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Originally published Monday, December 3, 2012 at 2:53 PM

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Mich. man planting clones of long-dead redwoods

A Michigan nurseryman and his team of tree climbers and horticulturists have cloned the world's biggest redwoods and giant sequoias, including some cut down more than a century ago.

AP Environmental Writer

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A Michigan nurseryman and his team of tree climbers and horticulturists have cloned the world's biggest redwoods and giant sequoias, including some cut down more than a century ago.

Starting Tuesday, they plan to start planting 250 of them - all gathered in California - on a ranch on the southern Oregon Coast.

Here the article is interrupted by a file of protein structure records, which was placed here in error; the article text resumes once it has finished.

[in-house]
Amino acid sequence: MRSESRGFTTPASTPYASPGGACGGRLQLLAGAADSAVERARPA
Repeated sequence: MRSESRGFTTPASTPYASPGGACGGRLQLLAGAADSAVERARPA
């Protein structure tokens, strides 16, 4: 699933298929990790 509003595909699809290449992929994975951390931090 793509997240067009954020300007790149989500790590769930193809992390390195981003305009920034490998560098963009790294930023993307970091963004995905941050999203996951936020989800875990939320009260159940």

David Milarch (MIL-arch), co-founder of the Archangel Ancient Tree Archive, says the trees planted outside Port Orford, Ore., will be the start of a campaign to establish some of the world's fastest-growing trees around the globe to combat global warming.

Bill Libby, professor emeritus of forestry and genetics at the University of California at Berkeley, says the project will also help demonstrate how much genetics has to do with whether a tree gets really big.

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